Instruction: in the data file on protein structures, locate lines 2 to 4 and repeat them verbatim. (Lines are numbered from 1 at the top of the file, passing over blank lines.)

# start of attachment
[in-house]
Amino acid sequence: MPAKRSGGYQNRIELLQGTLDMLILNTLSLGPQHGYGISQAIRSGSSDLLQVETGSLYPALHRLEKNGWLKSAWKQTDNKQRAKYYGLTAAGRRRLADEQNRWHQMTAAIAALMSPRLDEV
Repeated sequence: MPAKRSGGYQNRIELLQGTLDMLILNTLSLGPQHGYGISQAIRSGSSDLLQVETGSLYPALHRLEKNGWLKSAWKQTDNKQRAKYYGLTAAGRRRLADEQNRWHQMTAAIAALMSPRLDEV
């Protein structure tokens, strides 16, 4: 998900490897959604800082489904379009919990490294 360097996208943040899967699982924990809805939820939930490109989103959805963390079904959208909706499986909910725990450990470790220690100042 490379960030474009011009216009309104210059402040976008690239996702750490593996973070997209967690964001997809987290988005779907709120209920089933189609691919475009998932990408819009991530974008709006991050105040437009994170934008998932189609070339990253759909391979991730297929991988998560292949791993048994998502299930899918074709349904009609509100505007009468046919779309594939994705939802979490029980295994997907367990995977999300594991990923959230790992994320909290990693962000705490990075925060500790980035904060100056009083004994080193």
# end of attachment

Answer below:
Amino acid sequence: MPAKRSGGYQNRIELLQGTLDMLILNTLSLGPQHGYGISQAIRSGSSDLLQVETGSLYPALHRLEKNGWLKSAWKQTDNKQRAKYYGLTAAGRRRLADEQNRWHQMTAAIAALMSPRLDEV
Repeated sequence: MPAKRSGGYQNRIELLQGTLDMLILNTLSLGPQHGYGISQAIRSGSSDLLQVETGSLYPALHRLEKNGWLKSAWKQTDNKQRAKYYGLTAAGRRRLADEQNRWHQMTAAIAALMSPRLDEV
């Protein structure tokens, strides 16, 4: 998900490897959604800082489904379009919990490294 360097996208943040899967699982924990809805939820939930490109989103959805963390079904959208909706499986909910725990450990470790220690100042 490379960030474009011009216009309104210059402040976008690239996702750490593996973070997209967690964001997809987290988005779907709120209920089933189609691919475009998932990408819009991530974008709006991050105040437009994170934008998932189609070339990253759909391979991730297929991988998560292949791993048994998502299930899918074709349904009609509100505007009468046919779309594939994705939802979490029980295994997907367990995977999300594991990923959230790992994320909290990693962000705490990075925060500790980035904060100056009083004994080193």